Hours: Tuesday to Sunday, 9:30 a.m.- 6 p.m.; Thursday, 9:30 a.m.- 9:45 p.m.

“Walter Pfeiffer. Selection of Recent Photographs,” to Oct. 12
Galerie Sultana
12 Rue des Arquebusiers, 75003
Tel.: +33-1-44-54-08-90.
Hours: Tuesday to Saturday, 11 a.m.-7 p.m.

“Gérard Musy. Back to Backstage,” to Nov. 7
Galerie des Nouvelles Images
Hôtel Scribe
1 Rue Scribe, 75009
Tel.: +33-1-44-71-24-24
Hours: Monday to Saturday, 10 a.m.-7 p.m.

“Desire and Sensuality in the Victorian Era,” to Jan. 20
Musée Jacquemart-André
158 Boulevard Haussmann, 75008
Tel.: +33-1-45-62-11-59
Hours: Daily 10 a.m.-6 p.m. except Saturday and Monday, 10 a.m.-8:30 p.m.

“Jordaens 1593-1678. The Pride of Antwerp,” to Jan. 19
Petit Palais
Avenue Winston Churchill, 75008
Tel.: +33-1-53-43-40-00.
Hours: Tuesday to Sunday, 10 a.m.-6 p.m.; Thursday, 10 a.m.-8 p.m.

“Georges Braque,” to Jan. 6
Grand Palais, Galeries Nationales
Place Clémenceau, 75008
Tel.: +33-1-40-13-48-00
Hours: Wednesday to Saturday, 10 a.m.-10 p.m.; Sunday and Monday, 10 a.m.-10 p.m.

“Roy Lichtenstein,” to Nov. 4
Centre Pompidou
Place Georges Pompidou, 75004
Tel.: +33-1-44-78-12-33
Hours: Wednesday to Monday, 11 a.m.-9 p.m.

“Lichtenstein: Expressionism,” to Oct. 12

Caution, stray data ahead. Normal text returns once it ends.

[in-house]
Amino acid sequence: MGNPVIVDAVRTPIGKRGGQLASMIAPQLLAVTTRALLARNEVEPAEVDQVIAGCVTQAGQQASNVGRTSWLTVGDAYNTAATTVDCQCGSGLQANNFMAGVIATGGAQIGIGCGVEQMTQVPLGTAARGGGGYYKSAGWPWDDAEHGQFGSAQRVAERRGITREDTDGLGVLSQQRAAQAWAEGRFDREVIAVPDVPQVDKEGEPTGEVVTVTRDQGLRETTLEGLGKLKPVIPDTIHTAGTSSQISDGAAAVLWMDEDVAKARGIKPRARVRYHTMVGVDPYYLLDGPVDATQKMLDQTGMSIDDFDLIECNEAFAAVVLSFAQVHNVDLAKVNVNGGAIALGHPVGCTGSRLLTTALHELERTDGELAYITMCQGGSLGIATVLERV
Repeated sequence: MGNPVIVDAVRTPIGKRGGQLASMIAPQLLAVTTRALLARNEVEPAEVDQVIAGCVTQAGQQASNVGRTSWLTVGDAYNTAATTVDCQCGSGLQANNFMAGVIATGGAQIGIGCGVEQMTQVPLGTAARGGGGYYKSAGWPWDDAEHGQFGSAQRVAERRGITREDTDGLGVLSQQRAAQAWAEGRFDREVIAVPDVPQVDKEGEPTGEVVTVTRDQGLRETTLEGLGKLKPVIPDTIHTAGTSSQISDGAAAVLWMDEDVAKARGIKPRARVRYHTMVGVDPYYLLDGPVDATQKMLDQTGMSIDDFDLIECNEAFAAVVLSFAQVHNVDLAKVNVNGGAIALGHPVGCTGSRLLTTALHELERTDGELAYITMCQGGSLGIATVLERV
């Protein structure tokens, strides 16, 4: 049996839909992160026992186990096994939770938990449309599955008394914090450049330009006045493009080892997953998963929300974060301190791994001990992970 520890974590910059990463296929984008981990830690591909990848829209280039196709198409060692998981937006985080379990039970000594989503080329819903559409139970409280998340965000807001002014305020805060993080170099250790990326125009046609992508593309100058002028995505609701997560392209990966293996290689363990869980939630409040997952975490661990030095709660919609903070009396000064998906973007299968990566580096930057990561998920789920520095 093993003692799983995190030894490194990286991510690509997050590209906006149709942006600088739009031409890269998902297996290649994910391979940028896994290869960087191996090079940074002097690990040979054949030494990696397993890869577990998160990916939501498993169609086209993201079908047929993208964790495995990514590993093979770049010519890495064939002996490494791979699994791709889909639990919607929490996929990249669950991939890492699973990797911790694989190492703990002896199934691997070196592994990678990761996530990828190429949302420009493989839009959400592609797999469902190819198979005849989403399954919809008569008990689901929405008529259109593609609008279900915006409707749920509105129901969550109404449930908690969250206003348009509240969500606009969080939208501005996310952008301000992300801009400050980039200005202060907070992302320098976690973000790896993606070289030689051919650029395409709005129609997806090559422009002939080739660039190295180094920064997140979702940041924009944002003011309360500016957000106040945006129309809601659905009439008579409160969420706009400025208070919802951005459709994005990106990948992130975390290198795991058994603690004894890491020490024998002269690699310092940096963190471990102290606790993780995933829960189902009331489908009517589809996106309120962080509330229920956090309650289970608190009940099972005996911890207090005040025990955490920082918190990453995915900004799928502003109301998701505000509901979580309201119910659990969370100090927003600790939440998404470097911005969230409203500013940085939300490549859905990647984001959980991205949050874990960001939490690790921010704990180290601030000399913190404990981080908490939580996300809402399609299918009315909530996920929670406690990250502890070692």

Gagosian Gallery
4 Rue de Ponthieu, 75008
Tel.: +33-1-75-00-05-92
Hours: Tuesday to Saturday, 11 a.m.-7 p.m.

“Alaïa,” from Sept. 28 to Jan. 26
Palais Galliera
Musée de la Mode de la Ville de Paris
10 Avenue Pierre Ier de Serbie, 75016
Tel.: +33-1-56-52-86-00
Hours: Tuesday to Sunday, 10 a.m.-6 p.m.; Thursday, 10 a.m.-9 p.m.

“Virgule, etc. in the Footsteps of Roger Vivier,” from Oct. 2 to Nov. 18
Palais de Tokyo, Level 1, Saut du Loup
13 Avenue du Président Wilson, 75016
Tel.: +33-1-81-97-35-88
Hours: Daily, noon to midnight.

“Dans la ligne de mire,” through March 2
Les Arts Décoratifs
107 Rue de Rivoli, 75001
Tel.: +33-1-42-60-64-94
Hours: Tuesday to Sunday, 11 a.m.-6 p.m.; Thursday, 11 a.m.-9 p.m.



NEXT: Beauty-shop Talk >>


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The Huygens boutique.

Photo By Courtesy Photo

The new Caudalie shop in Paris.

Photo By Courtesy Photo